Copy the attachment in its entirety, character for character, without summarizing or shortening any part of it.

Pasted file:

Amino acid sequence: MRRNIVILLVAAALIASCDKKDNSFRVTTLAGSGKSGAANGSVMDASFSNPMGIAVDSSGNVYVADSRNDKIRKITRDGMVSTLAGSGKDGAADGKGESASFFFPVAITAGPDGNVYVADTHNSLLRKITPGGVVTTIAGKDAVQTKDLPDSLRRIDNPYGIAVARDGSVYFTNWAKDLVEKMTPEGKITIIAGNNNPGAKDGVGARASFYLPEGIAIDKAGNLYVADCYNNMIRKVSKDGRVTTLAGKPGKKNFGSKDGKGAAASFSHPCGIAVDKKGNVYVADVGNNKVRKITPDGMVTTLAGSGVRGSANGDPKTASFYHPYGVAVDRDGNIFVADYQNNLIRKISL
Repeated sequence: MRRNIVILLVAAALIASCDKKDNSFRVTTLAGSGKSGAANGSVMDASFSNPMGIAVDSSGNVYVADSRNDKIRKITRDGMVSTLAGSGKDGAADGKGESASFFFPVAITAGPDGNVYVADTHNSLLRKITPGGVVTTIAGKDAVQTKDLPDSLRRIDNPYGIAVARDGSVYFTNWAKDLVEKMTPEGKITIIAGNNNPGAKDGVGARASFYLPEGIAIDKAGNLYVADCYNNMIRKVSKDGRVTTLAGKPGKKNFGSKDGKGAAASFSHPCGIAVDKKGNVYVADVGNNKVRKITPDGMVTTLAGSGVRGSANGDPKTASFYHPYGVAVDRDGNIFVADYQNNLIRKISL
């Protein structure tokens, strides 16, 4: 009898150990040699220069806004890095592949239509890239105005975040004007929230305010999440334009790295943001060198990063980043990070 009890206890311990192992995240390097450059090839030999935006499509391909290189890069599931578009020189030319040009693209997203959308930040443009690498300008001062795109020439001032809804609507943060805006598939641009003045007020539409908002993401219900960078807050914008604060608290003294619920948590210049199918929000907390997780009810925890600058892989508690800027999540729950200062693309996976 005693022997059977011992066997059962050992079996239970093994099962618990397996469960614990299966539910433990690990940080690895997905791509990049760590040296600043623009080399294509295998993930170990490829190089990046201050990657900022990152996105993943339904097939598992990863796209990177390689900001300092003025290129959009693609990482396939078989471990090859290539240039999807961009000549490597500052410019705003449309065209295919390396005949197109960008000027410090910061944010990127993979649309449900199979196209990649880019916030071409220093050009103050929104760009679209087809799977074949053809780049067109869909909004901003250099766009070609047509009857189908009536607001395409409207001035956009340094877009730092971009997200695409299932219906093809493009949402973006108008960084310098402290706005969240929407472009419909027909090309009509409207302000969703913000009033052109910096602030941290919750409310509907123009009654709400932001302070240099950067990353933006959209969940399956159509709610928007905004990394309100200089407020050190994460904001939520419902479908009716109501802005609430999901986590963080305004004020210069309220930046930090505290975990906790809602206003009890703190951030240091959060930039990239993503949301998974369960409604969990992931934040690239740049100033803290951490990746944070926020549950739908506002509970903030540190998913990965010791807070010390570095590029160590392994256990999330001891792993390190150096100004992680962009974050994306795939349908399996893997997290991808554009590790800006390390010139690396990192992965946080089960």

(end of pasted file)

Amino acid sequence: MRRNIVILLVAAALIASCDKKDNSFRVTTLAGSGKSGAANGSVMDASFSNPMGIAVDSSGNVYVADSRNDKIRKITRDGMVSTLAGSGKDGAADGKGESASFFFPVAITAGPDGNVYVADTHNSLLRKITPGGVVTTIAGKDAVQTKDLPDSLRRIDNPYGIAVARDGSVYFTNWAKDLVEKMTPEGKITIIAGNNNPGAKDGVGARASFYLPEGIAIDKAGNLYVADCYNNMIRKVSKDGRVTTLAGKPGKKNFGSKDGKGAAASFSHPCGIAVDKKGNVYVADVGNNKVRKITPDGMVTTLAGSGVRGSANGDPKTASFYHPYGVAVDRDGNIFVADYQNNLIRKISL
Repeated sequence: MRRNIVILLVAAALIASCDKKDNSFRVTTLAGSGKSGAANGSVMDASFSNPMGIAVDSSGNVYVADSRNDKIRKITRDGMVSTLAGSGKDGAADGKGESASFFFPVAITAGPDGNVYVADTHNSLLRKITPGGVVTTIAGKDAVQTKDLPDSLRRIDNPYGIAVARDGSVYFTNWAKDLVEKMTPEGKITIIAGNNNPGAKDGVGARASFYLPEGIAIDKAGNLYVADCYNNMIRKVSKDGRVTTLAGKPGKKNFGSKDGKGAAASFSHPCGIAVDKKGNVYVADVGNNKVRKITPDGMVTTLAGSGVRGSANGDPKTASFYHPYGVAVDRDGNIFVADYQNNLIRKISL
């Protein structure tokens, strides 16, 4: 009898150990040699220069806004890095592949239509890239105005975040004007929230305010999440334009790295943001060198990063980043990070 009890206890311990192992995240390097450059090839030999935006499509391909290189890069599931578009020189030319040009693209997203959308930040443009690498300008001062795109020439001032809804609507943060805006598939641009003045007020539409908002993401219900960078807050914008604060608290003294619920948590210049199918929000907390997780009810925890600058892989508690800027999540729950200062693309996976 005693022997059977011992066997059962050992079996239970093994099962618990397996469960614990299966539910433990690990940080690895997905791509990049760590040296600043623009080399294509295998993930170990490829190089990046201050990657900022990152996105993943339904097939598992990863796209990177390689900001300092003025290129959009693609990482396939078989471990090859290539240039999807961009000549490597500052410019705003449309065209295919390396005949197109960008000027410090910061944010990127993979649309449900199979196209990649880019916030071409220093050009103050929104760009679209087809799977074949053809780049067109869909909004901003250099766009070609047509009857189908009536607001395409409207001035956009340094877009730092971009997200695409299932219906093809493009949402973006108008960084310098402290706005969240929407472009419909027909090309009509409207302000969703913000009033052109910096602030941290919750409310509907123009009654709400932001302070240099950067990353933006959209969940399956159509709610928007905004990394309100200089407020050190994460904001939520419902479908009716109501802005609430999901986590963080305004004020210069309220930046930090505290975990906790809602206003009890703190951030240091959060930039990239993503949301998974369960409604969990992931934040690239740049100033803290951490990746944070926020549950739908506002509970903030540190998913990965010791807070010390570095590029160590392994256990999330001891792993390190150096100004992680962009974050994306795939349908399996893997997290991808554009590790800006390390010139690396990192992965946080089960």